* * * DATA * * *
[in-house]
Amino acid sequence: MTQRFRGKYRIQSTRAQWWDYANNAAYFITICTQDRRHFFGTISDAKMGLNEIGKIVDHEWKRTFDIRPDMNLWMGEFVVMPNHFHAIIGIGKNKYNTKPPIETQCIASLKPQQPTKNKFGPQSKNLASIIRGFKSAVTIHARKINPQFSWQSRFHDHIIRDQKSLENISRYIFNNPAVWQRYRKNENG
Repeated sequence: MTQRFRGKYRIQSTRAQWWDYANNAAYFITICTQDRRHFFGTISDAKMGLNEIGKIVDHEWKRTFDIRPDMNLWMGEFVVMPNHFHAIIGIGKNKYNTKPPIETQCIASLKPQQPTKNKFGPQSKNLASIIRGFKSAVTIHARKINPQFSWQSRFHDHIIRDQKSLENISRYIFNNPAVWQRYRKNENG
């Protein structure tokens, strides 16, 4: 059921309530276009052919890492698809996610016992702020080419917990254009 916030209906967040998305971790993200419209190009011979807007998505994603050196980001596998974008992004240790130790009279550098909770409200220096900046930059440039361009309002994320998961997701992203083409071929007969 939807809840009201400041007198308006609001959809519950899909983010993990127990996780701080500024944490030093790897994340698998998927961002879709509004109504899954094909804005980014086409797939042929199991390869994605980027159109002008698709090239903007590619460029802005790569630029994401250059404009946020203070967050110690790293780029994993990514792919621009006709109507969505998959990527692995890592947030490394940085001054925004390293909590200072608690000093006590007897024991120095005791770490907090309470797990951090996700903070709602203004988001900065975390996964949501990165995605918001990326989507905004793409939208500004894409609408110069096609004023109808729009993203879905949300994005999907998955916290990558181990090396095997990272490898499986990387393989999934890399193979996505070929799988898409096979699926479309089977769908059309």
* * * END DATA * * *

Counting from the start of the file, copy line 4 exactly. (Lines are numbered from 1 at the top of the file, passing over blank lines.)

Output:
């Protein structure tokens, strides 16, 4: 059921309530276009052919890492698809996610016992702020080419917990254009 916030209906967040998305971790993200419209190009011979807007998505994603050196980001596998974008992004240790130790009279550098909770409200220096900046930059440039361009309002994320998961997701992203083409071929007969 939807809840009201400041007198308006609001959809519950899909983010993990127990996780701080500024944490030093790897994340698998998927961002879709509004109504899954094909804005980014086409797939042929199991390869994605980027159109002008698709090239903007590619460029802005790569630029994401250059404009946020203070967050110690790293780029994993990514792919621009006709109507969505998959990527692995890592947030490394940085001054925004390293909590200072608690000093006590007897024991120095005791770490907090309470797990951090996700903070709602203004988001900065975390996964949501990165995605918001990326989507905004793409939208500004894409609408110069096609004023109808729009993203879905949300994005999907998955916290990558181990090396095997990272490898499986990387393989999934890399193979996505070929799988898409096979699926479309089977769908059309």